FS recruitment shows muted recovery signs

Timothy Barber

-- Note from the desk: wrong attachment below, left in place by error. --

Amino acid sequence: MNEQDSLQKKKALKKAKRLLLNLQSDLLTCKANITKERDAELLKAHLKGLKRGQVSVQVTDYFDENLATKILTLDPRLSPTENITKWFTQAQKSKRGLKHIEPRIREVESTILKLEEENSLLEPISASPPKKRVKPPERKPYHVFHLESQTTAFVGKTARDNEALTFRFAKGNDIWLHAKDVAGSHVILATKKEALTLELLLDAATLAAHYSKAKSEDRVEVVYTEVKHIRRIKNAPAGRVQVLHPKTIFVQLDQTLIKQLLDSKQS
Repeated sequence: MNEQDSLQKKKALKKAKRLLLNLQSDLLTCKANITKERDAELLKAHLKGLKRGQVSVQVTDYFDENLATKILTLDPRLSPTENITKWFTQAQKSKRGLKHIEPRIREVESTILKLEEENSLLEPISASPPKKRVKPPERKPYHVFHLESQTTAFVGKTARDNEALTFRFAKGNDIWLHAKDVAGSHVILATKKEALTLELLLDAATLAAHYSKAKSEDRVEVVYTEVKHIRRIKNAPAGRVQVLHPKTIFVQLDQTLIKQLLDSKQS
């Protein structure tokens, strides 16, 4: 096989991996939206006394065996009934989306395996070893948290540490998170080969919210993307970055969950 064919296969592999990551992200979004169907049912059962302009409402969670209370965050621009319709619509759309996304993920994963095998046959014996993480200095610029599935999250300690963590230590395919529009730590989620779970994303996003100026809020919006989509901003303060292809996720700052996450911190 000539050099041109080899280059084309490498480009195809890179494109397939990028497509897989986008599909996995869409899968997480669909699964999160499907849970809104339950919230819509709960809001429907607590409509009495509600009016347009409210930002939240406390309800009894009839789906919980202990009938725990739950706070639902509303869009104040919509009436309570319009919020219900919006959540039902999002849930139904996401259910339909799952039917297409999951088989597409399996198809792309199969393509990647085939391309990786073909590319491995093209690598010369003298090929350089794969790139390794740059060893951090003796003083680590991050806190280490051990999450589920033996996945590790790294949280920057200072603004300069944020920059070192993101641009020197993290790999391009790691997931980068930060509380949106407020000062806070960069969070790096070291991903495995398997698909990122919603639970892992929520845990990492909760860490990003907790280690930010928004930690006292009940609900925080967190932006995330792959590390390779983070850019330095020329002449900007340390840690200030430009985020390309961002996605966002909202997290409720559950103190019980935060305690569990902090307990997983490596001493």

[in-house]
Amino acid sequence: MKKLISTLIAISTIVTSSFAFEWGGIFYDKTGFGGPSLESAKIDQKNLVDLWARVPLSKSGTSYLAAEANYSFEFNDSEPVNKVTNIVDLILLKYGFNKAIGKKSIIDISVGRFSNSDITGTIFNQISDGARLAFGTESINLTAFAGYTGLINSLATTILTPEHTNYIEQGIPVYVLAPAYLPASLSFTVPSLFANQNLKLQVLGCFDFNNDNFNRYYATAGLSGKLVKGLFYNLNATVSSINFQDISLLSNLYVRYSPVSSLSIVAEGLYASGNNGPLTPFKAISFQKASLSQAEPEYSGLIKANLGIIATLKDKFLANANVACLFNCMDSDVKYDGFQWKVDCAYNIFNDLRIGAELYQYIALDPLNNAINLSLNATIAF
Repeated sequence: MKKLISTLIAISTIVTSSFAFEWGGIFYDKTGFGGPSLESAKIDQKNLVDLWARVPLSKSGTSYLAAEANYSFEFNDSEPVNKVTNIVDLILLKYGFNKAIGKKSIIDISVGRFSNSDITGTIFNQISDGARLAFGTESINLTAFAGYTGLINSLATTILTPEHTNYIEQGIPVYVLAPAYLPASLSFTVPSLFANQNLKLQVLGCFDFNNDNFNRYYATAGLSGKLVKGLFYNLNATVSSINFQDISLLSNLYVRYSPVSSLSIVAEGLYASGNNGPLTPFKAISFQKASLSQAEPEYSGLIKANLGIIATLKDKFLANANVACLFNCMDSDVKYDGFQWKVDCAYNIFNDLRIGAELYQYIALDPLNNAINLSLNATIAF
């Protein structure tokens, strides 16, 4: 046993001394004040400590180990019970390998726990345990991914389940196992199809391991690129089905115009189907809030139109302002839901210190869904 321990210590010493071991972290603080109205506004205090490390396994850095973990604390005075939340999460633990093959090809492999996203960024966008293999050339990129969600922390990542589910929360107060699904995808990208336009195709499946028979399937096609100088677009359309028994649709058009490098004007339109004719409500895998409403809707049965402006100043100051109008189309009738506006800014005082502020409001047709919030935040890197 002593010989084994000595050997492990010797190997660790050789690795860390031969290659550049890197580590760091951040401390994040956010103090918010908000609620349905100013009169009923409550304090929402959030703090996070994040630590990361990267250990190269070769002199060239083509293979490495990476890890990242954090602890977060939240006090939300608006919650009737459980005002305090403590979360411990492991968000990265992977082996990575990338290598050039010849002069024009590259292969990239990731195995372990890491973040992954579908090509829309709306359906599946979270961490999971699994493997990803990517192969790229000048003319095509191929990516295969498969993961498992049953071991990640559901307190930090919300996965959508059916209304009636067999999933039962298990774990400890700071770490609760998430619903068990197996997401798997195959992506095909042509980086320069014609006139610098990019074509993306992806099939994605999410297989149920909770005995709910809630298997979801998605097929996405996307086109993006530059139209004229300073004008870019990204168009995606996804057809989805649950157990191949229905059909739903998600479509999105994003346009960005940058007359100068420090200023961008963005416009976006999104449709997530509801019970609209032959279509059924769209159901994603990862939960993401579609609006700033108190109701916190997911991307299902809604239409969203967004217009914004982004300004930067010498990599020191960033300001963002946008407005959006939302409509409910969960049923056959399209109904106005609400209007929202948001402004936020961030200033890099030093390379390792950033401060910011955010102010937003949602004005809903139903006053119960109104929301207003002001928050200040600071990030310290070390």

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AFTER the bleakest period in the City&rsquo;s job markets for many years, there have been flickering signals in the past few weeks that financial recruitment is inching its way back towards the light. But the message from recruiters is to treat such signs with extreme caution for now.<br /><br />Earlier this month, recruitment firm Hays reported that despite the company seeing a 45 per cent drop in net fees to the end of June, there was evidence of stability returning to City hiring. According to the Daily Telegraph, Hays finance director Paul Venables said, &ldquo;The institutions in a strong financial position are looking to build up the best teams so that when recovery comes they can attack it. We&rsquo;ve had a freeze but you cannot freeze recruitment forever.&rdquo;<br /><br />Meanwhile, in its Employment Monitor report for June, fellow recruiter Morgan McKinley said that new job vacancies in financial services had increased by 20 per cent compared to May&rsquo;s levels &ndash; the highest so far this year. That tallies with the view of Sarah Williams, operations director with FSS Financial Recruitment, who says there has been &ldquo;a definite increase in job flow in the last eight weeks&rdquo;, with some of the larger financial institutions &ndash; who had all but shut up shop as far as hiring was concerned &ndash; re-entering the market. <br /><br /><strong>FEWER OPPORTUNITIES</strong><br />Cause to celebrate? Absolutely not, say recruiters, and job candidates hoping for a flood of interviews to materialise may be disappointed for some time yet. Any increase in activity needs to be taken in perspective, and Morgan McKinley reported that despite the rise in new job volumes, there were still 58 per cent fewer opportunities in June than in the same period last year.<br /><br />&ldquo;It&rsquo;s a bit of an increase, but I wouldn&rsquo;t say more than that,&rdquo; says Andrew Evans, managing director of Morgan McKinley UK. &ldquo;The level we&rsquo;re coming from was so unbelievably low, after all. But there&rsquo;s a bit more of an appetite for hiring as organisations stabilise and confidence levels improve slightly.&rdquo;<br /><br />Evans says that a positive element of the latest news is that, while the previous few months may have seen brief flurries of activity in certain restricted areas, the current upturn &ndash; however muted &ndash; is occurring much more broadly across the financial sector. <br /><br /><strong>DARKEST DAYS IN THE PAST</strong><br />At the very least, it seems that the darkest days of the job market may now be in the past. The extent to which a general increase in activity can really gain traction is harder to forecast, however, particularly with the holiday months traditionally being recruitment&rsquo;s most fallow period. But Richard Webber of recruiter Twenty Financial Services believes that if results for the second half of the year show the same signs as the first, there could be exciting times ahead in 2010 for the most able bankers.<br /><br />&ldquo;The top performers who get themselves in the right jobs now will see career progression beyond what they previously have, as the market swings into recovery,&rdquo; he says. &ldquo;I predict the war for talent will be even fiercer than before as the FS industry tries to shape up leaner and meaner for the next bull market.&rdquo;